Forum for Science, Industry and Business

Sponsored by:     3M 
Search our Site:

 

New microscope might see beneath skin in 4-D

30.08.2011
A new type of laser scanning confocal microscope (LSCM) holds the promise of diagnosing skin cancer in a single snapshot.

Typical LSCMs take 3-D images of thick tissue samples by visualizing thin slices within that tissue one layer at a time. Sometimes scientists supplement these microscopes with spectrographs, which are devices that measure the pattern of wavelengths, or "colors," in the light reflected off of a piece of tissue.

This pattern of wavelengths acts like a fingerprint, which scientists can use to identify a particular substance within the sample. But the range of wavelengths used so far with these devices has been narrow, limiting their uses. Not so with the new microscope developed by physicists from the Consiglio Nazionale delle Ricerche (CNR) in Rome, and described in a paper accepted to the AIP's new journal AIP Advances.

Unlike other combination "confocal microscope plus spectrograph" devices, the new machine is able to gather the spectrographic information from every point in a sample, at a wide range of wavelengths, and in a single scan. To achieve this, the authors illuminate the sample with multiple colors of laser light at once – a sort of "laser rainbow" – that includes visible light as well as infrared. This allows scientists to gather a full range of information about the wavelengths of light reflected off of every point within the sample.

Using this method, the researchers took high-resolution pictures of the edge of a silicon wafer and of metallic letters painted onto a piece of silicon less than half a millimeter wide. They also demonstrated that it is possible to apply this technique to a tissue sample (in this case, chicken skin) without destroying it. With further testing, the researchers say the microscope could be used to detect early signs of melanoma; until then, it may be useful for non-medical applications, such as inspecting the surface of semiconductors.

Article: "Supercontinuum ultra wide range confocal microscope for reflectance spectroscopy of living matter and material science surfaces" is published in AIP Advances.

Authors: Stefano Selci (1), Francesca R. Bertani (1), and Luisa Ferrari (1).

(1) Instituto dei Sistemi Complessi, Consiglio Nazionale delle Ricerche, Rome

Jennifer Lauren Lee | EurekAlert!
Further information:
http://www.aip.org

More articles from Physics and Astronomy:

nachricht Basque researchers turn light upside down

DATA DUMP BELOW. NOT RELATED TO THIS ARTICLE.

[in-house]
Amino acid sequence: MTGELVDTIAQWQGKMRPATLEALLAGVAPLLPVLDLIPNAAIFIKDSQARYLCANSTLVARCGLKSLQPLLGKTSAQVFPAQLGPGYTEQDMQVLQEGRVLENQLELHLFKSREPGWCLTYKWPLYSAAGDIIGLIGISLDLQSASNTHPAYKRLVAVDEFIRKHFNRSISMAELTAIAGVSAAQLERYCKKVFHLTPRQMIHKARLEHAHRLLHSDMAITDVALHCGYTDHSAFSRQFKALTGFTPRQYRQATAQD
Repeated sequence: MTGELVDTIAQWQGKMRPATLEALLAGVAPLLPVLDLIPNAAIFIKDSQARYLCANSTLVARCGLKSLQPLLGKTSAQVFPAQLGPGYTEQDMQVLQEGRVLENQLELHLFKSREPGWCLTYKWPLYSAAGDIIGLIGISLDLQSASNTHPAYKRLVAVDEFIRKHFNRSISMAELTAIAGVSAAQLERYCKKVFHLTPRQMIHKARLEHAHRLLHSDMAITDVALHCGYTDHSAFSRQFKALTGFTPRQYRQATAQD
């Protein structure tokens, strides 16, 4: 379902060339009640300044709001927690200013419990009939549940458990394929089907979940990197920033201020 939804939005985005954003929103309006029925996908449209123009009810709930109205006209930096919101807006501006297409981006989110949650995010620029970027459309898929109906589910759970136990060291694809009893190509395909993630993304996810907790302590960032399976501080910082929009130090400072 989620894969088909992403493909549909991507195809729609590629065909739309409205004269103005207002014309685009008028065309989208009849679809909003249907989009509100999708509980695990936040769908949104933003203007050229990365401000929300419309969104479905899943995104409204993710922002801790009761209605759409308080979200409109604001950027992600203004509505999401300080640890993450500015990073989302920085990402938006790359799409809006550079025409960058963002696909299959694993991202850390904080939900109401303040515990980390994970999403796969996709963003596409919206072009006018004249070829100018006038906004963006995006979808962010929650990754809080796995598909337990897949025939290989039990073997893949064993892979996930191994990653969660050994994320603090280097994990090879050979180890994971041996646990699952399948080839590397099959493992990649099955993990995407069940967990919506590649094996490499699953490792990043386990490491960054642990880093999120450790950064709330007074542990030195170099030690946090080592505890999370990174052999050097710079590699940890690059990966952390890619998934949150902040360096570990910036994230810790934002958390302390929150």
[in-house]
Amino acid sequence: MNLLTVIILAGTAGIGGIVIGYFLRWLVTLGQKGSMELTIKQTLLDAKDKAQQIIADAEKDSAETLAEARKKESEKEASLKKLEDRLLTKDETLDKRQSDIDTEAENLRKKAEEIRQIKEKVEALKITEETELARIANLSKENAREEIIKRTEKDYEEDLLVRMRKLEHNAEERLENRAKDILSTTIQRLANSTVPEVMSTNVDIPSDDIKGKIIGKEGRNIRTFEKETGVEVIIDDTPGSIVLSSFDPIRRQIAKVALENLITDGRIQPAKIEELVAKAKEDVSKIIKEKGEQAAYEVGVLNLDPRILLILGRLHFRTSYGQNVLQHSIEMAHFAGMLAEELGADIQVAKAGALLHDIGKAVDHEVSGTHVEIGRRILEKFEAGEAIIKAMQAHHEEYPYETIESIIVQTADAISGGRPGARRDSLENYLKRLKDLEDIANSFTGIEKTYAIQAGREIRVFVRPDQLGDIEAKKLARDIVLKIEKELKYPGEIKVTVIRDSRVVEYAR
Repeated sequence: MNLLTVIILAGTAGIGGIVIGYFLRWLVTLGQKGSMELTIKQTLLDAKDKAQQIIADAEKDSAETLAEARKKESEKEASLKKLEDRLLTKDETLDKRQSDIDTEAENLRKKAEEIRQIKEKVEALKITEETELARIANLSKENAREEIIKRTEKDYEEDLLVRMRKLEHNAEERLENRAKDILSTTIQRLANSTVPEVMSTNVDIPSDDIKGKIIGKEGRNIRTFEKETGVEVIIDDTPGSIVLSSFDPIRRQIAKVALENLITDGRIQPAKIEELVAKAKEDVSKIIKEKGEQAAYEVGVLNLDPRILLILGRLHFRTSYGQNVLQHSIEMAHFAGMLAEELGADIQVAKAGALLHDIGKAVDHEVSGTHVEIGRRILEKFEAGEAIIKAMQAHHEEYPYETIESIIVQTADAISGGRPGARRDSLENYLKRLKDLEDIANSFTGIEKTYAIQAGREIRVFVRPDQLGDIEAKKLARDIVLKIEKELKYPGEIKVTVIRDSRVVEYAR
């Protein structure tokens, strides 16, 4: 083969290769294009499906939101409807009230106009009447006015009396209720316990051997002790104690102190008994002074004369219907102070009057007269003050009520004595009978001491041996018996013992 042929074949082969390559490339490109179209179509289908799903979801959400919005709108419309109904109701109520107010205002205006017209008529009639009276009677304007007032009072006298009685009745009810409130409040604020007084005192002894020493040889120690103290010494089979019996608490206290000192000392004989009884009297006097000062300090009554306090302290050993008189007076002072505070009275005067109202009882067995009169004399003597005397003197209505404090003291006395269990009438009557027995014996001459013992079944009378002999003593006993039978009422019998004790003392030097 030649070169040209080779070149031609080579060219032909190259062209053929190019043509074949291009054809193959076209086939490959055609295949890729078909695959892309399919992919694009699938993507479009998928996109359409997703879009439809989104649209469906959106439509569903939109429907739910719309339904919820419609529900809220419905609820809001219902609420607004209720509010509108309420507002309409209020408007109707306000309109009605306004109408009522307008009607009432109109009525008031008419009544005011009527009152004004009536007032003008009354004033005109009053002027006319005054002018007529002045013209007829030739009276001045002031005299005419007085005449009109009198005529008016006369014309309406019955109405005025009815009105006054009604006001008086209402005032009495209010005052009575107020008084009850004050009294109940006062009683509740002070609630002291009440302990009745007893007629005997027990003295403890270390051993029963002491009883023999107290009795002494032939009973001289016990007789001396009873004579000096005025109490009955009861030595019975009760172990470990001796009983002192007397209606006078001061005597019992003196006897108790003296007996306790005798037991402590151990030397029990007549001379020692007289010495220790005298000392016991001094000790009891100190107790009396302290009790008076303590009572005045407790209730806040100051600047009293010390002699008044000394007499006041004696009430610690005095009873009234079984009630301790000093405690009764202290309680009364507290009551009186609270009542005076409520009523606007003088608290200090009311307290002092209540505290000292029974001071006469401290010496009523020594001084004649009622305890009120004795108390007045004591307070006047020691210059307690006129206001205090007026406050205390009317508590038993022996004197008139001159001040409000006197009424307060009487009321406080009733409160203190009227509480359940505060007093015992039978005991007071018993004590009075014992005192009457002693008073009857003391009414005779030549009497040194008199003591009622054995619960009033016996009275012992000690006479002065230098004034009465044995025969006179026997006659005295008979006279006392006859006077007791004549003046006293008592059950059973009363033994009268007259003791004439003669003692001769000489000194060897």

23.02.2018 | Elhuyar Fundazioa

nachricht Attoseconds break into atomic interior
23.02.2018 | Max-Planck-Institut für Quantenoptik

All articles from Physics and Astronomy >>>

The most recent press releases about innovation >>>

Die letzten 5 Focus-News des innovations-reports im Überblick:

Im Focus: Attoseconds break into atomic interior

A newly developed laser technology has enabled physicists in the Laboratory for Attosecond Physics (jointly run by LMU Munich and the Max Planck Institute of Quantum Optics) to generate attosecond bursts of high-energy photons of unprecedented intensity. This has made it possible to observe the interaction of multiple photons in a single such pulse with electrons in the inner orbital shell of an atom.

In order to observe the ultrafast electron motion in the inner shells of atoms with short light pulses, the pulses must not only be ultrashort, but very...

Im Focus: Good vibrations feel the force

A group of researchers led by Andrea Cavalleri at the Max Planck Institute for Structure and Dynamics of Matter (MPSD) in Hamburg has demonstrated a new method enabling precise measurements of the interatomic forces that hold crystalline solids together. The paper Probing the Interatomic Potential of Solids by Strong-Field Nonlinear Phononics, published online in Nature, explains how a terahertz-frequency laser pulse can drive very large deformations of the crystal.

By measuring the highly unusual atomic trajectories under extreme electromagnetic transients, the MPSD group could reconstruct how rigid the atomic bonds are...

Im Focus: Developing reliable quantum computers

International research team makes important step on the path to solving certification problems

Quantum computers may one day solve algorithmic problems which even the biggest supercomputers today can’t manage. But how do you test a quantum computer to...

Im Focus: In best circles: First integrated circuit from self-assembled polymer

For the first time, a team of researchers at the Max-Planck Institute (MPI) for Polymer Research in Mainz, Germany, has succeeded in making an integrated circuit (IC) from just a monolayer of a semiconducting polymer via a bottom-up, self-assembly approach.

In the self-assembly process, the semiconducting polymer arranges itself into an ordered monolayer in a transistor. The transistors are binary switches used...

Im Focus: Demonstration of a single molecule piezoelectric effect

Breakthrough provides a new concept of the design of molecular motors, sensors and electricity generators at nanoscale

Researchers from the Institute of Organic Chemistry and Biochemistry of the CAS (IOCB Prague), Institute of Physics of the CAS (IP CAS) and Palacký University...

All Focus news of the innovation-report >>>

Anzeige

Anzeige

VideoLinks
Industry & Economy
Event News

2nd International Conference on High Temperature Shape Memory Alloys (HTSMAs)

15.02.2018 | Event News

Aachen DC Grid Summit 2018

13.02.2018 | Event News

How Global Climate Policy Can Learn from the Energy Transition

12.02.2018 | Event News

 
Latest News

Basque researchers turn light upside down

23.02.2018 | Physics and Astronomy

Finnish research group discovers a new immune system regulator

23.02.2018 | Health and Medicine

Attoseconds break into atomic interior

23.02.2018 | Physics and Astronomy

VideoLinks
Science & Research
Overview of more VideoLinks >>>